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Re: Segregated vs age-mixed sauropod herds



On Mar 19, 2010, at 2:25 PM, John Bois wrote:


...but isn't it fair to say milk is an amazing formula for rapid
neonate development, containing antibodies, etc., etc., and that this
contributes to the reproductive success of the lactator...that it has
adaptive value which is probably why it is highly conserved.

Sure, but it's also fair to say that limiting parental investment and producing large numbers of offspring (or, in some cases, even limiting parental investment and producing a small number of offspring at a time) also contributes to reproductive success in many taxa, and that this may be why such strategies are highly conserved in many lineages. It's also worth noting that life history traits need not be conserved through selection - they can also be conserved through constraint. Perhaps too many systems of placental mammals now rely on the specific hormonal cascades involved in their reproductive physiology for any viable variants to arise (just an example, not really a favorite hypothesis).

The pattern above seems like a progression on an evolutionary scale.
Is there one that goes in the opposite direction?

Yes, there are many that go in the "opposite direction" - that is, reduction in parental care. Life history traits are plastic in both directions. I'm also not sure the parental investment you listed is actually as unidirectional as you think. In some rodents, for example, there is less parental investment per offspring than in their ancestors (or, at least, the ancestral state based phlyogenetic bracketing). Trends in both directions show up in carnivores, too, if I recall correctly.

Presumably, it would be possible to give up lactation if, in some environment, it paid to
do it more cheaply.

It might not be, though - see note above about constraint.

I mean, couldn't it be possible that a mammal
would find greater reproductive success in some other environment by
delivering and leaving the babies to fend for themselves?

Some very nearly do. Furthermore, many organisms that do exactly this compete just fine with mammals. In some environments, the low- investment taxa would appear to have an advantage (see inner Australia).

And yet this hasn't happened, right? This suggests (to me) that there is something
intrinsically valuable in bringing baby up to a more developed form
before pitching it onto the world stage. Is this just my mammal bias?

Probably a mammal bias. Or, to put it another way: it seems that *for mammals* there is often (but not always) an advantage to investing heavily in each offspring and leaving them to fend for themselves at a more developed state.


Same thing with birds...behavior now. From stem reptiles to
theropods...comparing lizards and turtles to today's theropods...do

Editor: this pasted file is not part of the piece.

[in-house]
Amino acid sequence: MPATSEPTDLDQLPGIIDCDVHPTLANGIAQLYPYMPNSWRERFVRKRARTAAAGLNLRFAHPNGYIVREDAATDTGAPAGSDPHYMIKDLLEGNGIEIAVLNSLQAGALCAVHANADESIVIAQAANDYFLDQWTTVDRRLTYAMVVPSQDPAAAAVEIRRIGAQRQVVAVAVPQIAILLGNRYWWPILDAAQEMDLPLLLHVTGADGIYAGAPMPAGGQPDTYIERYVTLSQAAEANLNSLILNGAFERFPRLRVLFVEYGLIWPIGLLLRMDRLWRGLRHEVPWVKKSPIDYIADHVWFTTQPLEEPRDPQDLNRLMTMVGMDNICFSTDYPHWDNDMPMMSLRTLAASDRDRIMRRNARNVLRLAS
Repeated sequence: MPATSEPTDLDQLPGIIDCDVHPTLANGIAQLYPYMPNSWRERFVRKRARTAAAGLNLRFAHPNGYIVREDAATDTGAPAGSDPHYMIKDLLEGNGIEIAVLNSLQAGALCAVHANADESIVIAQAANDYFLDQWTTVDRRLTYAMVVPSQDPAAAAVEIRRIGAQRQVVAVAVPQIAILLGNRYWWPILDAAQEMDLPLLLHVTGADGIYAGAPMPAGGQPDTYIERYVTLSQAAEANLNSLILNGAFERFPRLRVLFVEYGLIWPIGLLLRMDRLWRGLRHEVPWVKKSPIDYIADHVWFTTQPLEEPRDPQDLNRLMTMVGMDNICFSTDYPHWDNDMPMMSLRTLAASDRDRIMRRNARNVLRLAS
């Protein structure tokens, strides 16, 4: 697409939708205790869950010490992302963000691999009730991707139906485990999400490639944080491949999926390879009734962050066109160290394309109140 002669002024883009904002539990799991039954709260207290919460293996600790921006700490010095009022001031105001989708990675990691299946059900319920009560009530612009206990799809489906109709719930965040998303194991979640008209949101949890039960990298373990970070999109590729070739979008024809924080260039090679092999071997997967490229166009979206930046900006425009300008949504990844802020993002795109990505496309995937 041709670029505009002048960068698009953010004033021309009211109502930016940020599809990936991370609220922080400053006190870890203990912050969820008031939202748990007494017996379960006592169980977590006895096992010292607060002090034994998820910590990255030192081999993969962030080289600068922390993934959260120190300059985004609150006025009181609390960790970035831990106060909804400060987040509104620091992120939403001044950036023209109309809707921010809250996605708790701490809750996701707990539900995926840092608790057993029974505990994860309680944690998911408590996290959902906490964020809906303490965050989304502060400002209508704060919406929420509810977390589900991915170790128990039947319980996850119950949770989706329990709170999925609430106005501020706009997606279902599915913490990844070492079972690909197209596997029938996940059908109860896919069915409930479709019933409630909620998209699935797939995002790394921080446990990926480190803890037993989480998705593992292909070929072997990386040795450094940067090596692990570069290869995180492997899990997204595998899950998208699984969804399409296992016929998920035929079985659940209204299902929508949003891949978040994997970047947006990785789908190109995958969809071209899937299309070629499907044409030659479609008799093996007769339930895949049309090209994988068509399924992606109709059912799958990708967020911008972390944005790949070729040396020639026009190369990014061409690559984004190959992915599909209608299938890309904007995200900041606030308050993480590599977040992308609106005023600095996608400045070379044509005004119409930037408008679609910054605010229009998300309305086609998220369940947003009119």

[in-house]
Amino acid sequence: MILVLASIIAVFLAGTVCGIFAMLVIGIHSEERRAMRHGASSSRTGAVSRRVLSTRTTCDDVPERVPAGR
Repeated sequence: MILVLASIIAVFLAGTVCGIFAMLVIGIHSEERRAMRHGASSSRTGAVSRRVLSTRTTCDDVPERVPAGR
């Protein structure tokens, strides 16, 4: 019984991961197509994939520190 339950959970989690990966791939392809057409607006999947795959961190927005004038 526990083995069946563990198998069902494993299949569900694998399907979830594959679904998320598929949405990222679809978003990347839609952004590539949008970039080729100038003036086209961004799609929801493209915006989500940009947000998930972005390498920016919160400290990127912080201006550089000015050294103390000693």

you believe extinct relatives of lizards and turtles fussed around
their young, built elaborate nests, provisioned the young with as many
varied and _complex_ behaviors as birds do today?

No idea - but presuming that they did not, I'm not sure I see the point. Lizards and turtles are crown groups, just like birds. Going from stem reptiles into subsequent nodes, we do not find a trend towards complex care across the board. Instead, we find that a few lineages develop these traits (and, in some cases, secondarily lose them), while other lineages never (or rarely) express apomorphies related to complex care. In other words, there is no single trend from low care to high care.

...and no backtracking here as well (OK...a megapode species that nests in
volcanic soil...but most megapodes are like fastidious bakers,
constantly testing the nest environment).

Also nest parasites, and a number of precocial birds (after all, they don't have to "backtrack" all the way to superprecocial to count - there are lots of semi-precocial taxa out there, and some nest near altricial species in modern cladograms).

And incubation...it's expensive in terms of energy use and predation risk...yet birds don't
give it up...certainly one reason for this is that they have already
invested so much in terms of yolk volume (another trend)...One would
think if these traits weren't valuable you would see some
hedging...some reversion to the primitive (in the cladistic sense)
state.

And there is - see above. Also note that, again, there may be constraints that prevent "hedging" - it need not be purely adaptational.

Large yolk volume, incubation, and lactation are, judging by their
almost universal retention, highly valuable traits.

Yes, but by this same logic, low yolk volume, large clutch size, and environmental incubation are also valuable traits, judging by their almost universal retention in other clades.

Overall, you've identified that parental care is common in crown group birds, crocodilians, and mammals. No arguments there, but I don't get the
"trend" you're arguing for.

I'm arguing that the crown groups are the (current) end of that continuum.

Lizards, anurans, etc. are crown groups, too.

Cheers,

--Mike


Michael Habib
Assistant Professor of Biology
Chatham University
Woodland Road, Pittsburgh PA  15232
Buhl Hall, Room 226A
mhabib@chatham.edu
(443) 280-0181